On thermodynamics and evolution
Wednesday, November 12 2014 @ 11:11 MST
Contributed by: evilscientist
To start, thermodynamics is the study of how heat flows in systems. It is immensely useful when designing pretty much anything that has to move as it deals with the limitations of how heat and work interact. It is also useful in physics in general as it can be to some extent expanded to energy flow in general. How this all works out will become clearer as we go through the various aspects of thermodynamics.
Now in general thermodynamics can be seen as a set of three-ish laws that in general terms set out how heat can flow in and out of systems. We will look at each of these in turn and see how they affect the ability of order to come from chaos.
The first law we will look at is actually called the Zeroth Law of Thermodynamics. Some definitions:
If bodies A and B are each in thermal equilibrium with a third body T, they are in thermal equilibrium with each other. (Halliday & Resnick 1988, p448)
The zeroth law of thermodynamics states that when two bodies have equality of temperature with a third body, then in turn they have equality of temperature with each other. (Van Wylen & Sonntag 1973, p33)
So what does this mean? Simply put if two systems are in thermal equilibrium (that is, the same temperature as) a third system, then the two original systems are in thermal equilibrium with each other. In other words if system A is touching system B and system C is touching system B but system A and C are not touching each other; and further if A and B are the same temperature and B and C are the same temperature then A and C are also the same temperature. The implication of this will become more apparent as we look at the second law.
The next law, the First Law of Thermodynamics (second in order) deals with the creation and destruction of heat:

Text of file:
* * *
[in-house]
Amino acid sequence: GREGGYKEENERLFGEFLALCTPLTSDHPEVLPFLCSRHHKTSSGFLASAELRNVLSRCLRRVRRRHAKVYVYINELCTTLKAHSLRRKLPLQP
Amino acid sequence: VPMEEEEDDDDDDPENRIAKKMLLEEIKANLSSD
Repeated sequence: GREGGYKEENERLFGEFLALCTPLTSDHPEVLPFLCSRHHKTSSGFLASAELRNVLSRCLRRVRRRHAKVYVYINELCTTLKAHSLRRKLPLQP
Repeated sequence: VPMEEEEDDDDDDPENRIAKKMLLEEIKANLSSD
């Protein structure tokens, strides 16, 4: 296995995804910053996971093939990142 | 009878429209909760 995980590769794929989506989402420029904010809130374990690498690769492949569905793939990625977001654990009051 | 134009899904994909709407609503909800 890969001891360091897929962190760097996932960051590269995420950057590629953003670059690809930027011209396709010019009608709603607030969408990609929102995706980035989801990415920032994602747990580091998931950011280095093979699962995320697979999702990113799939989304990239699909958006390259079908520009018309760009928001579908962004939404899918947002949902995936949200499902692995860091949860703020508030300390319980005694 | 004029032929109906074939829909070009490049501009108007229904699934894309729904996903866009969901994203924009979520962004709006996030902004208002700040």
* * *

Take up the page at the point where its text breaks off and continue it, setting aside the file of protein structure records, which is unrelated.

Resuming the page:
during any cycle a system undergoes, the cyclic integral of the heat is proportional to the cyclic integral of the work. (Van Wylen & Sonntag 1973, p 90)
The quantity Q-W is the same for all processes. It depends only on the initial and final states and it does not matter at all how you get from one to the other. (Halliday & Resnick, 1988 p469)
Mathematically the first law is stated thus:
Where delta U is the change in the internal energy of the system, Q is the heat in the system and W is the work done by the system.
This is basically the law of conservation of energy, that is the amount of energy in an isolated system is constant. If the heat of the system increases, the work done by the system decreases and vice versa. In simpler terms you canít get more work out of a system than energy you put into the system. This law puts the ultimate limit on fuel economy for example. There is only so much energy in a litre of gasoline and even if the car is 100% efficient at converting that energy in to movement, the car will still only get a finite amount of kilometres per litre of fuel.
Now the Second Law of Thermodynamics can be broken down into a few parts. Firstly:
The second law of thermodynamics, statement A: It is impossible to extract heat from a system and convert it wholly into work with out causing other changes in the universe. (Radin & Folk 1982 p 336)
Second law - first form: It is not possible to change heat completely into work, with no other change taking place. (Halliday & Resnick 1988, p510)